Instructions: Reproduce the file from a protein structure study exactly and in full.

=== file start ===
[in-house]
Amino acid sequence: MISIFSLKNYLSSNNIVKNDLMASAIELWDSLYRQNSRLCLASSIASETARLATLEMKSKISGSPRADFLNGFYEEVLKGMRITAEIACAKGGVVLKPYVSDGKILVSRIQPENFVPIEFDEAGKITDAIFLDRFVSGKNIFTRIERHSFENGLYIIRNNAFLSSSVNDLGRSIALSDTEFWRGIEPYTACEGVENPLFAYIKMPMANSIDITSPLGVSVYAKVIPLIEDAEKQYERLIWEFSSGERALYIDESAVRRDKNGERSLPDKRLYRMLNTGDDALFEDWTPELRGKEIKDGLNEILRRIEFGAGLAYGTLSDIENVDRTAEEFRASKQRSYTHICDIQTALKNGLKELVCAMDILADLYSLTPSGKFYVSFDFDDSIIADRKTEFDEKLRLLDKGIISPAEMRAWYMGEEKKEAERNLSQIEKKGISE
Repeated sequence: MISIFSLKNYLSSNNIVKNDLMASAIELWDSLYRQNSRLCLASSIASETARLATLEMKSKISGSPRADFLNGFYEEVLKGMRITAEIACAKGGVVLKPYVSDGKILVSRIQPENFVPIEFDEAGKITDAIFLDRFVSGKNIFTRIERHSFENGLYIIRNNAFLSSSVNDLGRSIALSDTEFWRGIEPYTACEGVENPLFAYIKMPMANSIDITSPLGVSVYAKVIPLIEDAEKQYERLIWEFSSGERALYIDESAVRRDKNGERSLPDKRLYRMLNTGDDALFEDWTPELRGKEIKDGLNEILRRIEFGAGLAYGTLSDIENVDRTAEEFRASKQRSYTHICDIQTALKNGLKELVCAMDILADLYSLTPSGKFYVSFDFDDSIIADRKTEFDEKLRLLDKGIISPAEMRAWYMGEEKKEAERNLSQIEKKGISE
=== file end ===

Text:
[in-house]
Amino acid sequence: MISIFSLKNYLSSNNIVKNDLMASAIELWDSLYRQNSRLCLASSIASETARLATLEMKSKISGSPRADFLNGFYEEVLKGMRITAEIACAKGGVVLKPYVSDGKILVSRIQPENFVPIEFDEAGKITDAIFLDRFVSGKNIFTRIERHSFENGLYIIRNNAFLSSSVNDLGRSIALSDTEFWRGIEPYTACEGVENPLFAYIKMPMANSIDITSPLGVSVYAKVIPLIEDAEKQYERLIWEFSSGERALYIDESAVRRDKNGERSLPDKRLYRMLNTGDDALFEDWTPELRGKEIKDGLNEILRRIEFGAGLAYGTLSDIENVDRTAEEFRASKQRSYTHICDIQTALKNGLKELVCAMDILADLYSLTPSGKFYVSFDFDDSIIADRKTEFDEKLRLLDKGIISPAEMRAWYMGEEKKEAERNLSQIEKKGISE
Repeated sequence: MISIFSLKNYLSSNNIVKNDLMASAIELWDSLYRQNSRLCLASSIASETARLATLEMKSKISGSPRADFLNGFYEEVLKGMRITAEIACAKGGVVLKPYVSDGKILVSRIQPENFVPIEFDEAGKITDAIFLDRFVSGKNIFTRIERHSFENGLYIIRNNAFLSSSVNDLGRSIALSDTEFWRGIEPYTACEGVENPLFAYIKMPMANSIDITSPLGVSVYAKVIPLIEDAEKQYERLIWEFSSGERALYIDESAVRRDKNGERSLPDKRLYRMLNTGDDALFEDWTPELRGKEIKDGLNEILRRIEFGAGLAYGTLSDIENVDRTAEEFRASKQRSYTHICDIQTALKNGLKELVCAMDILADLYSLTPSGKFYVSFDFDDSIIADRKTEFDEKLRLLDKGIISPAEMRAWYMGEEKKEAERNLSQIEKKGISE